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The author is Steven Horwitz, a professor of economics at St. He is the author of two books, Microfoundations and Macroeconomics: An Austrian Perspective and Monetary Evolution, Free Banking, and Economic Order.By Steven Horwitz Though it may seem excessive to write almost 4,000 words on how to write better papers, the reality is that writing papers in college (and the sort of writing you will do for the rest of your life) is not the same as you were asked to do in high school.
Lots of things are interesting and complex and I challenge you to find a country whose history isn’t.
While it is concise and somewhat specific, this thesis is not really debatable.
I keep hearing from college professors that too many of their students don’t write well.
So here’s a primer written for college students on how to write an academic paper, though some of the advice would be useful for anybody writing anything.
For topic papers, you are usually given a topic, or several to choose from, based on the course readings and discussion and are expected to make use of those resources (rather than outside ones) to write your paper.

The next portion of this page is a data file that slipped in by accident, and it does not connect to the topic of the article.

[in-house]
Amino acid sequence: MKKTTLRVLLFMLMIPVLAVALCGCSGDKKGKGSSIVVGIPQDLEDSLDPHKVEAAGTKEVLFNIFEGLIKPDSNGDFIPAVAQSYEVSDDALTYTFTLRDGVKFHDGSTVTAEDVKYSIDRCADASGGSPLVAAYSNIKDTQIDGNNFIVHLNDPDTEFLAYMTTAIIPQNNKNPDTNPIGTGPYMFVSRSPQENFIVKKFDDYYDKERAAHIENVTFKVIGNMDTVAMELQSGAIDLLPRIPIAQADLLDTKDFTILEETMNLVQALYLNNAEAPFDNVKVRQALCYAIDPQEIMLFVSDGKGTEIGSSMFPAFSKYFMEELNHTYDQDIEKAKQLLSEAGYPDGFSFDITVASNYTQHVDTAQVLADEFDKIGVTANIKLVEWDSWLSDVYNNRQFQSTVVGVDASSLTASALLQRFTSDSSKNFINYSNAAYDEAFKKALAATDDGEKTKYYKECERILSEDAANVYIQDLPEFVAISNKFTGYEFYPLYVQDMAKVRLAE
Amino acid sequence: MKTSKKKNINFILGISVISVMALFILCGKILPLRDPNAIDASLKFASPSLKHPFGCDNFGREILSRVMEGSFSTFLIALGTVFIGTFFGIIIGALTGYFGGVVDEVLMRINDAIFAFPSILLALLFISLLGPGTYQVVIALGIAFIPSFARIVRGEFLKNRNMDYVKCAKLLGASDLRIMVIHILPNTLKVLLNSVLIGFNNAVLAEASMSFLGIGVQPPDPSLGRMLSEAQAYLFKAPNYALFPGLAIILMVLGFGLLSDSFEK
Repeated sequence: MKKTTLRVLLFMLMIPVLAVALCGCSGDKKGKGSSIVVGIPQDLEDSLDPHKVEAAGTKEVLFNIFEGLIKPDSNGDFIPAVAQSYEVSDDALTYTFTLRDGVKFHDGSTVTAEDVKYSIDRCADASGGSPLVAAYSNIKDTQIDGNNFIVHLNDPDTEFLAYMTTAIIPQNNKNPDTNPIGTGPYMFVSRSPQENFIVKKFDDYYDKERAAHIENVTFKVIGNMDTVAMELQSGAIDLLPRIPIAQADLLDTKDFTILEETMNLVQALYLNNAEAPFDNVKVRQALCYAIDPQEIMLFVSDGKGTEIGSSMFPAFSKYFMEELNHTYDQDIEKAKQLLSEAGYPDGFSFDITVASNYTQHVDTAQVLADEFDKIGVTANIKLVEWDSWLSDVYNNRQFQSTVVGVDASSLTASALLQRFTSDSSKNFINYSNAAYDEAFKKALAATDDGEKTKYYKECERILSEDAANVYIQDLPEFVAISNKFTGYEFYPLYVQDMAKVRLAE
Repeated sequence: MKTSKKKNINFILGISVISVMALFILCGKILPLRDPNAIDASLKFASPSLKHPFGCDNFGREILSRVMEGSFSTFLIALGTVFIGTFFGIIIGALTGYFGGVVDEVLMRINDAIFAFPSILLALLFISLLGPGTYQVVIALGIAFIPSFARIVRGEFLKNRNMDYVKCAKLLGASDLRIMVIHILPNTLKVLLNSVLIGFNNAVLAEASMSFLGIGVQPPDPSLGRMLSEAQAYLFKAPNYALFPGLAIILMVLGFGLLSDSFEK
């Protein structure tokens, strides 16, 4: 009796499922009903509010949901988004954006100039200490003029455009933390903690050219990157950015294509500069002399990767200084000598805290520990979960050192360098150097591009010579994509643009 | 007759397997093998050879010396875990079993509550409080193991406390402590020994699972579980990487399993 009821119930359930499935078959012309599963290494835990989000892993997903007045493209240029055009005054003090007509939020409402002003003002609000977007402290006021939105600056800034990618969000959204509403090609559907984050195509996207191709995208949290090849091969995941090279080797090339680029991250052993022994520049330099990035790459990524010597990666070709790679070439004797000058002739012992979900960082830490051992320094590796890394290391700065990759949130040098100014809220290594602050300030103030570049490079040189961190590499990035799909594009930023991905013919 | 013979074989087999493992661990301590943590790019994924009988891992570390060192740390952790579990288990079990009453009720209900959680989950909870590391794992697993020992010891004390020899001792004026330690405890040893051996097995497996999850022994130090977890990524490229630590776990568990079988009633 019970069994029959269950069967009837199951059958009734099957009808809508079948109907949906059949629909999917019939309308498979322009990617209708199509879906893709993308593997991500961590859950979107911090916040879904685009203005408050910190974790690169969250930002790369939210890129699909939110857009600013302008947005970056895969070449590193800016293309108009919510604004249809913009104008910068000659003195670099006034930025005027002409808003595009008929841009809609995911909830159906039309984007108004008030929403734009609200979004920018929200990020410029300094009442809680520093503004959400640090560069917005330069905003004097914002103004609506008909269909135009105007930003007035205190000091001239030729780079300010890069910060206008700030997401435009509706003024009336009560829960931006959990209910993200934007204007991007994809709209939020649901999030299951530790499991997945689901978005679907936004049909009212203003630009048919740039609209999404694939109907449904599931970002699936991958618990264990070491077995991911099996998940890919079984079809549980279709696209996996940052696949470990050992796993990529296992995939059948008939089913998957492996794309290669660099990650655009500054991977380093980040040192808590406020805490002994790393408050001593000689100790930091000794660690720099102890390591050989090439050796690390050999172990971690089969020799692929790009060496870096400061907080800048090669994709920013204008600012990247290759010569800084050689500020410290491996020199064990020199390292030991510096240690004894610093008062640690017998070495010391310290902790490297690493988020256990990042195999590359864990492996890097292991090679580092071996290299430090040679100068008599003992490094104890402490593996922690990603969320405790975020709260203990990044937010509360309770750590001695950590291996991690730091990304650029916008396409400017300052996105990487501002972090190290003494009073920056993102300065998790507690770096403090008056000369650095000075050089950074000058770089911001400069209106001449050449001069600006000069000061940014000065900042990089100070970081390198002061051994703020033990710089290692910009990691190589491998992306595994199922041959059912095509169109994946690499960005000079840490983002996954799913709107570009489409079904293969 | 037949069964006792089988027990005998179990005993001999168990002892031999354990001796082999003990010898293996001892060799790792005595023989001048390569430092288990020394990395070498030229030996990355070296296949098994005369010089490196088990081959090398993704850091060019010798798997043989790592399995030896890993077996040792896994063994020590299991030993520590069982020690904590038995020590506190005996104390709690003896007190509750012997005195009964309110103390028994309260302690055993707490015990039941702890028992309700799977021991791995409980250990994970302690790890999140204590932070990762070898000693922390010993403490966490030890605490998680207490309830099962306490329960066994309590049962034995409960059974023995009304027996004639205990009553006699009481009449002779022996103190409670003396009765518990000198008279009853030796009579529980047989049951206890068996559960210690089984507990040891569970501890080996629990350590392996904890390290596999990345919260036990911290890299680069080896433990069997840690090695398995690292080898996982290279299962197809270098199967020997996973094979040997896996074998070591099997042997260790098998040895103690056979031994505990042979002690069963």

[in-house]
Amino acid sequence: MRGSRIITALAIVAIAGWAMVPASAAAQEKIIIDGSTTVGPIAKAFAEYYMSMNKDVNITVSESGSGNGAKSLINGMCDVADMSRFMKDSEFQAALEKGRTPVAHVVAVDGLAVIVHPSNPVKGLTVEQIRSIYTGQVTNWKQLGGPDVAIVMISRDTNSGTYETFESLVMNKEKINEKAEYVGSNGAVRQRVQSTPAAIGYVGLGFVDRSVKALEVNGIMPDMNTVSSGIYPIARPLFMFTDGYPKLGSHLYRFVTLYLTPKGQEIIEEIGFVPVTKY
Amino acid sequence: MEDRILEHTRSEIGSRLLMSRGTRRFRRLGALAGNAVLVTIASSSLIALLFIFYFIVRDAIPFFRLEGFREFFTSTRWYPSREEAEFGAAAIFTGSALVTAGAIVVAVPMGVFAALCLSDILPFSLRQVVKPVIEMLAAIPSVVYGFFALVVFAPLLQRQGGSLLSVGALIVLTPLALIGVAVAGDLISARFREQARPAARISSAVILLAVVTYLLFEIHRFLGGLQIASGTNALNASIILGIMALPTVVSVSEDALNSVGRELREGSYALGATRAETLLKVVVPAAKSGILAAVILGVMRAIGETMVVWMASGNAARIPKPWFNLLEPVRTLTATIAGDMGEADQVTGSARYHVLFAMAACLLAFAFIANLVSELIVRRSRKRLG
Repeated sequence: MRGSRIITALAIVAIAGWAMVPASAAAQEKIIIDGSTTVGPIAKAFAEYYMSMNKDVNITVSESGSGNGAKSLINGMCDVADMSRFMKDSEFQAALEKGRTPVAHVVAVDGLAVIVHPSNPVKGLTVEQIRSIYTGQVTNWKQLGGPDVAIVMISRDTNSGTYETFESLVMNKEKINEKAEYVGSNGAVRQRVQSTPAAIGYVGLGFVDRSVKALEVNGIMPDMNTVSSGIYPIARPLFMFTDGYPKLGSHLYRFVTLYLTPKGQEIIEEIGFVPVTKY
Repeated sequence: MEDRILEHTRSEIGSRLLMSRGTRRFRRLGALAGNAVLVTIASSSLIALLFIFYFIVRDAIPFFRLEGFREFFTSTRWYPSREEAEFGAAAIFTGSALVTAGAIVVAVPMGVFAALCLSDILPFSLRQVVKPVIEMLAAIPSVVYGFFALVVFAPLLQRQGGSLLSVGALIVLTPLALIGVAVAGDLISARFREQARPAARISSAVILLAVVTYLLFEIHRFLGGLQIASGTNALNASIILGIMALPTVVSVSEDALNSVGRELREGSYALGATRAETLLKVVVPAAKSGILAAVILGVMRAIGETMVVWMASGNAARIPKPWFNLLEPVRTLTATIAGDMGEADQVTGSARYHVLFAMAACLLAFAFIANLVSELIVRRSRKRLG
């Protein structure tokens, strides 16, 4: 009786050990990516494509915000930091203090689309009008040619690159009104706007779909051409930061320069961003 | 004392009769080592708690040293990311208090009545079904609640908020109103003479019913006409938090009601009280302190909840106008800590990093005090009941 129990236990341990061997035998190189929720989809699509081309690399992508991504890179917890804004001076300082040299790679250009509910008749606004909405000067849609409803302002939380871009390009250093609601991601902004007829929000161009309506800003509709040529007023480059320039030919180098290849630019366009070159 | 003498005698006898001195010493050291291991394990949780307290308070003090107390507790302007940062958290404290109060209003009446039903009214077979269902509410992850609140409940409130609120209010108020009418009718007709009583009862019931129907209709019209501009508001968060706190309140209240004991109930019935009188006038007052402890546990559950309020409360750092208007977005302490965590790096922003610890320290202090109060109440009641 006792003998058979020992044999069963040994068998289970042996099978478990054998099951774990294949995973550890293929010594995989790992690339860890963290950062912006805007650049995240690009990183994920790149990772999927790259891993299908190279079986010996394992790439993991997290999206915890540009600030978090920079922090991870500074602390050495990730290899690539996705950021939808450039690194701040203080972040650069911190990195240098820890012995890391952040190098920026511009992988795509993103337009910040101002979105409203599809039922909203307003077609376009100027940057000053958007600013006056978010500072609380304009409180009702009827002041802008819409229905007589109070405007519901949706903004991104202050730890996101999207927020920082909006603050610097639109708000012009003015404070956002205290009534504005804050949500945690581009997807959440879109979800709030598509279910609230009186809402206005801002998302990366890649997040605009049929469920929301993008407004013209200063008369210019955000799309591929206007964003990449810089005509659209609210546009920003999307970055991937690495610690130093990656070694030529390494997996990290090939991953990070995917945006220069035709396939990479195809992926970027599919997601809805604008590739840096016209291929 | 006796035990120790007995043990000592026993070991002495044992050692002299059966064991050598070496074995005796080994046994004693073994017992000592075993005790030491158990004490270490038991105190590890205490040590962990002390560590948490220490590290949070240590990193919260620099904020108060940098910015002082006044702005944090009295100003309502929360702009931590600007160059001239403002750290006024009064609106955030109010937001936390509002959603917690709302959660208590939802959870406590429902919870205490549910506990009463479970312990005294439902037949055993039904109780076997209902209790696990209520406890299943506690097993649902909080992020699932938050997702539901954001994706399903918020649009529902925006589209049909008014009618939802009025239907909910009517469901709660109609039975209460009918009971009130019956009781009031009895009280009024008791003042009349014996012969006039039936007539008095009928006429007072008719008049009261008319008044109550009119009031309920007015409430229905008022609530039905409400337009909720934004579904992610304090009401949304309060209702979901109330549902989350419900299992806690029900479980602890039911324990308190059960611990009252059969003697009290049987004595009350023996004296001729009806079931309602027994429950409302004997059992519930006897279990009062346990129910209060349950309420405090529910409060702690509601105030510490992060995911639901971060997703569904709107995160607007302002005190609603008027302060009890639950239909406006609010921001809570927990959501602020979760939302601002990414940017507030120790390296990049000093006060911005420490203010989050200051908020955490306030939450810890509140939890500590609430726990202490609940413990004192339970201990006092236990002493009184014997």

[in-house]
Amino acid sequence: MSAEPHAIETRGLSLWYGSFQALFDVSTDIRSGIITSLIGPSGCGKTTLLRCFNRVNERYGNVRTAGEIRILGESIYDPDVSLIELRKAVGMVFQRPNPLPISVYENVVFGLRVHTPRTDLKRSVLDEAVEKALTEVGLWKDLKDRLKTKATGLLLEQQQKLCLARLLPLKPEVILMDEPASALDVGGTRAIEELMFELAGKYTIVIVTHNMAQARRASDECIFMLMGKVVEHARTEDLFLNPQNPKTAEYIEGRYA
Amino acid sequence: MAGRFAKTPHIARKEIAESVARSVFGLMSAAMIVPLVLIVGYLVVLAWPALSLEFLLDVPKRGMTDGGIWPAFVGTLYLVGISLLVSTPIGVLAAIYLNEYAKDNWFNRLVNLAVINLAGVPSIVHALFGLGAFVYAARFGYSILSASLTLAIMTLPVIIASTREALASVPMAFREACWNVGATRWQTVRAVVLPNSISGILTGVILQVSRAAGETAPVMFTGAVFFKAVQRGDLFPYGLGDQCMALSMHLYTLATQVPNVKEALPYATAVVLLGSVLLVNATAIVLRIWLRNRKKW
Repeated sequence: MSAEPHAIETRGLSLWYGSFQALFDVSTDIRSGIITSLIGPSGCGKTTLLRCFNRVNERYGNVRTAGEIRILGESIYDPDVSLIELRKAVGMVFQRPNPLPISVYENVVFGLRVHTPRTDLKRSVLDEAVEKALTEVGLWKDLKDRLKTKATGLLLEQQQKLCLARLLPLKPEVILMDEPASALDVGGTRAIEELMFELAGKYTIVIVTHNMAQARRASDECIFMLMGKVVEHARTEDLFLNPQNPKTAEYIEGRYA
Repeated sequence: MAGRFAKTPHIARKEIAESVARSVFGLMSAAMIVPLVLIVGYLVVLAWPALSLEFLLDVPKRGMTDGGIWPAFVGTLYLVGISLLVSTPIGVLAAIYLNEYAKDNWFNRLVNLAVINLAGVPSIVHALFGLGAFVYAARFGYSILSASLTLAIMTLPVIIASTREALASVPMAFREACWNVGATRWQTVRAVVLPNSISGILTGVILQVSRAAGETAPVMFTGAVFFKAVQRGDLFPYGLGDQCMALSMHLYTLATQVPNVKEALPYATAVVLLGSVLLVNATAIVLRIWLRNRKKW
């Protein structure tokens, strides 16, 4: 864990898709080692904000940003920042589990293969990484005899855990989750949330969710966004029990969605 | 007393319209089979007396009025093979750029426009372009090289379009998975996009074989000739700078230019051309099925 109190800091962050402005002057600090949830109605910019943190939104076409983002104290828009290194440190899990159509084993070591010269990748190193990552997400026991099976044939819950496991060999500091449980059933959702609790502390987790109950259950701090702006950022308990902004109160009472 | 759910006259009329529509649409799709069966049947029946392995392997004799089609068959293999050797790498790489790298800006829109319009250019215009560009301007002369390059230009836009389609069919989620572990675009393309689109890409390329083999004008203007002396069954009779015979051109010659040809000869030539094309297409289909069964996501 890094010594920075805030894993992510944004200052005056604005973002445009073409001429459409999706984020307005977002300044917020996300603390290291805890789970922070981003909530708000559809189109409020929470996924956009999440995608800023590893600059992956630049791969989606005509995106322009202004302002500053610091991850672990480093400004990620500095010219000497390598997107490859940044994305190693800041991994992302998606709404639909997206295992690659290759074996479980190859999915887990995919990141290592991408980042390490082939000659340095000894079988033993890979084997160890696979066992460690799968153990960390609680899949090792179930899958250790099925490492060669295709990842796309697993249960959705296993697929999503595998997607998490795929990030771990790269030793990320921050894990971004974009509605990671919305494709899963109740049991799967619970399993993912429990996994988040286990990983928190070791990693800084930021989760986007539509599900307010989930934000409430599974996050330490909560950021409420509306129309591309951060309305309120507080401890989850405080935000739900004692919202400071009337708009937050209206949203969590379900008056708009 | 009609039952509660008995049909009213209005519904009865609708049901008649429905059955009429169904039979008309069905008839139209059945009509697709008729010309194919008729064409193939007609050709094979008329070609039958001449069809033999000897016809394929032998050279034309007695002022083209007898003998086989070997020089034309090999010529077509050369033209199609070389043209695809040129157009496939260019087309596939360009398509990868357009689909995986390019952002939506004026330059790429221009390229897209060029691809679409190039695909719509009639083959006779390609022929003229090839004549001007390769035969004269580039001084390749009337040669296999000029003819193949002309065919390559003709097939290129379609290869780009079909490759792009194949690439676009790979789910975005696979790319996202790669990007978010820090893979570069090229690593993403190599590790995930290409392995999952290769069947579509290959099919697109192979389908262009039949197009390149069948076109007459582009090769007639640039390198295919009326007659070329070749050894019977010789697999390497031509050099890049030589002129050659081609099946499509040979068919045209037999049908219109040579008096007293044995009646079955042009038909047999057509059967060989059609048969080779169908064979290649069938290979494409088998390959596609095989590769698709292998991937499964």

Almost everything in this guide applies equally to both kinds of papers.THESIS STATEMENTS Whether your paper involves outside research or not, you need to have a thesis statement.Once you have an idea of what you want to say, and have some grasp of what others have said, you need to make your ideas more concrete by coming up with a thesis sentence(s).This is what you should be doing during the entire paper.The purpose of course papers is to give the instructor your informed opinion on your topic. Sources that back up your argument are great because you can quote or cite them to build up your evidence, like eyewitnesses to a crime.If not, chances are good that what you have done is probably not too relevant to the course.And don’t forget: course readings must be cited properly like everything else.Your thesis is a guide to the view you will present in the rest of the paper. Think of yourself as a lawyer and think of defending a thesis as being like trying to convict a defendant, and think of the professor as the judge, not the jury. Sources that contradict what you have to say are important as well because you must present arguments for why you believe that contradictory arguments are incorrect or incomplete.If you found a source that argued that the history of the USSR teaches us nothing about the feasibility of economic planning, then you would have to try to refute it or explain its incompleteness.Notice that your goal is to convince your “reader” not the professor.When I read a paper, I am not the audience, rather I’m the judge, determining how well I think your work would convince someone else.